- Any important certificates, awards, school reports and photos
- Health and safety – accident/injury records
- Medical, dental and optical appointments and outcomes
- Life story books do NOT need to be kept securely but should be available to children so that they can use them when they need to
Eight tips for effective recording
Before you start be clear about why you are recording.
- Record as soon as possible after an event or observation
- Use plain language and avoid jargon
- Wherever possible stick to the facts
- When you give an opinion separate it from the facts and explain why you have come to that particular opinion
- Record in a way that you would be happy for the child or family to read what you have written
- Don’t forget to sign and date each record
- Completing regular summaries on younger children and with young people can be a good way of monitoring the child or young person’s progress
What happens to records when a child moves?
At the end of a placement your recording and other documents on the child have to be returned to the Child’s Social Worker. You should keep a record of the child’s name, date s/he arrived and left and of when the information was passed to Nurture Fostering in case you need to access it later.
Everyone working with Looked After Children and their families are involved in recording in different ways. Recording is an essential part of the service provided to children and families. It is important to understand its importance and that recording supports positive care of children. This chapter is based on the Government’s Write Enough training pack which is used in the Children and Families training programme for foster parents.
Data Protection Act (1998)
The Data Protection Act regulates how personal information is used and protects individuals from misuse of personal details collected about them. It provides a common-sense set of rules which prohibit the misuse of personal information collected without stopping it being used for legitimate or beneficial purposes.
The details of the Data Protection Act are quite complex, but at the heart of it are eight common-sense rules known as the Data Protection Principles. These require personal information kept to be:
- Fairly and lawfully processed
- Processed for limited purposes
- Adequate, relevant and not excessive
- Not kept longer than necessary
- Processed in accordance with an individual’s rights
- Kept secure
- Not transferred abroad without adequate
The Act provides stronger protection for sensitive information about individuals, such as health details.
The Act, with some exceptions, gives individuals the right to find out what information is held about them by organisations.
Allegations Against Foster Carers
Allegations or suspicions that a foster parent has caused Significant Harm to a child will be investigated thoroughly, speedily and sensitively under those procedures and will involve open and honest communication with and support to all those affected.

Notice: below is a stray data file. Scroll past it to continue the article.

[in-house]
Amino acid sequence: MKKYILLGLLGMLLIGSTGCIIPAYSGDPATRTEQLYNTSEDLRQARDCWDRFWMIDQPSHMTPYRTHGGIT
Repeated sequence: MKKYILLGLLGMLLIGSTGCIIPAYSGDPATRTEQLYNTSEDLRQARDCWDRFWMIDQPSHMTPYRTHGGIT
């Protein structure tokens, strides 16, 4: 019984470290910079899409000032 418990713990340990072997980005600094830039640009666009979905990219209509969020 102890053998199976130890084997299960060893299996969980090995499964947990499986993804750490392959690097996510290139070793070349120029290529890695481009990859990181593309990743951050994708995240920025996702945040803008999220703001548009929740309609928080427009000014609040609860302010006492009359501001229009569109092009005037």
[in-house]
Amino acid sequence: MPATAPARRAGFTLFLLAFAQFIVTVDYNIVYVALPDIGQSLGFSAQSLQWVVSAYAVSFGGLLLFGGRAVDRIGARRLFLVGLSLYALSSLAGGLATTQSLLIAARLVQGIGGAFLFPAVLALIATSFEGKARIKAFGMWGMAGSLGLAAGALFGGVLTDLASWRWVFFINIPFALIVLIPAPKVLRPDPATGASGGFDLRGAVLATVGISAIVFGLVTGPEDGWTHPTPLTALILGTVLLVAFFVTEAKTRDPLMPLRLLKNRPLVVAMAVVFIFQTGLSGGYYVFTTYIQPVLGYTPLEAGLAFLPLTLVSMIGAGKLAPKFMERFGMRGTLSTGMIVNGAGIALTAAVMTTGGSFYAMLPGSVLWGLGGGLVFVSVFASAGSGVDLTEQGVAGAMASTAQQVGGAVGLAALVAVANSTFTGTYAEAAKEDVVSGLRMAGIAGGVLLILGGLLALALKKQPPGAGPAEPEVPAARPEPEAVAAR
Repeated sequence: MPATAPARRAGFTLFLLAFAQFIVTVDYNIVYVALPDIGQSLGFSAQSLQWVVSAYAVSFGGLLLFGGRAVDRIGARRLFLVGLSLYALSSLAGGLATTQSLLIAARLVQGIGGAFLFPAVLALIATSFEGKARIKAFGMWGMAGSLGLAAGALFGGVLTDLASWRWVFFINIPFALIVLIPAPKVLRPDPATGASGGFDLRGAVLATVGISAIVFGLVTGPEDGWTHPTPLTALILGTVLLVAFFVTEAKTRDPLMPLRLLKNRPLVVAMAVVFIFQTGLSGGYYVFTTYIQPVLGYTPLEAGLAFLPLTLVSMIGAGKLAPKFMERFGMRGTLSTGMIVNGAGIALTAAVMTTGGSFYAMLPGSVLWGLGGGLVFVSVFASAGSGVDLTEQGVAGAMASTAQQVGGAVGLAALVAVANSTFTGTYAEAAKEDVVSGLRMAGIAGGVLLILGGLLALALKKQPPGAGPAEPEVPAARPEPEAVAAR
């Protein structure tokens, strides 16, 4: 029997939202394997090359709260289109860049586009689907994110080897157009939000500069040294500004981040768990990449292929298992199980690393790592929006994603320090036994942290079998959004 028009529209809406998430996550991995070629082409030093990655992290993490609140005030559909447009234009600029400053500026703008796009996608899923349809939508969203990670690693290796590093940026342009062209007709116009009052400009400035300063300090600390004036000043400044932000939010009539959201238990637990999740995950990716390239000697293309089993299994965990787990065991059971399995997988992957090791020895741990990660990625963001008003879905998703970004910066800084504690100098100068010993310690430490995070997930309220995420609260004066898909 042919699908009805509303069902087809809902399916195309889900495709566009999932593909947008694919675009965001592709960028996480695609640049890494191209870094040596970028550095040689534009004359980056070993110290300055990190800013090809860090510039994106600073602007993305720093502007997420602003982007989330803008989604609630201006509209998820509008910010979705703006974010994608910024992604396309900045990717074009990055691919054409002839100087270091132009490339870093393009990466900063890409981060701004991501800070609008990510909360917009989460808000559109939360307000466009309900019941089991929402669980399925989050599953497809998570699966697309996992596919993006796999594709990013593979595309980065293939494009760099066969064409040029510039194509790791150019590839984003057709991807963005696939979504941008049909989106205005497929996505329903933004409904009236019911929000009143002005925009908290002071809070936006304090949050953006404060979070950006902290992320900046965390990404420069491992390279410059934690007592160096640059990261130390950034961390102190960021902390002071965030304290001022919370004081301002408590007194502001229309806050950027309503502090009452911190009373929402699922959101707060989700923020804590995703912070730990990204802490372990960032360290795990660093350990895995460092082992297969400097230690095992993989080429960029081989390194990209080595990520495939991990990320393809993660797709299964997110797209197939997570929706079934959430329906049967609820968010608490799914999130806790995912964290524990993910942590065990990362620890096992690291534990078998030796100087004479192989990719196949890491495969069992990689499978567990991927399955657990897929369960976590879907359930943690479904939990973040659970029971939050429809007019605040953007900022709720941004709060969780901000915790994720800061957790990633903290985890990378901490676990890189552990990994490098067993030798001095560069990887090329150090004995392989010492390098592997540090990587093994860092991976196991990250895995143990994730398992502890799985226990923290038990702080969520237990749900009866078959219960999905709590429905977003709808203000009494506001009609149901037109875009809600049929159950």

It is important to note that, although there may be insufficient evidence to support a Police prosecution, this does not mean that action cannot be taken to protect a child nor that the termination of a foster parent's approval cannot be considered.
It should also be noted that it may be necessary for the Service to consider, during an investigation, what action, if any, should be taken with regards to other children with whom foster parents under investigation, have contact including their own children.
The expectations are that:
- At the time of a child's placement, foster carers will be provided with detailed information as to the child's background and in particular the context of any abusive experiences of and/or previous allegations made by the child;
- All foster carers will receive preparation, training and guidance to help them provide a safe environment for the child and all members of the foster family;
- All foster carers will have received information about this procedure and the London Child Protection Procedures as amended 2017 and Working Together Agreement
- All foster carers will be familiar with and been trained on procedures for recording on a daily basis the progress of children placed with them, including any incidents or complaints, and understand that these procedures have been made to protect all those involved in the child's placement, particularly at times of high stress, and will provide important evidence if an allegation is
In addition, in relation to the Fostering Service, it is an expectation of the Fostering National Minimum Standards 2011 that:
- A Manager within the Fostering Service is identified to be the Designated Person who liaises with the LADO in all cases to which this procedure applies and manages the allegations process;
- All staff within the Fostering Service are aware of the requirements of this procedure, including the role of the Disclosure and Barring Service (DBS).
Any person who receives information, complaint or suspects that a child has suffered or is suffering significant harm in a foster placement must immediately inform the Child’s Social Worker or the Supervising Social Worker.
On receipt of any such information, the Supervising Social Worker or the relevant Manager must consult with the Service Delivery Manager or in his absence the Designated Person to agree whether the following threshold is met:
Standard of Care allegation/complaint;
Serious Standards of Care allegation/complaint; Allegation/complaint requiring a LADO intervention.
Standards of Care allegation/complaint will be managed by the Fostering Service with an outcome that may possibly require a return to the Fostering Panel.
Serious Standards of Care allegation/complaint will require an Initial Evaluation Meeting with the LADO to agree whether a LADO Intervention is necessary and how to take it forward.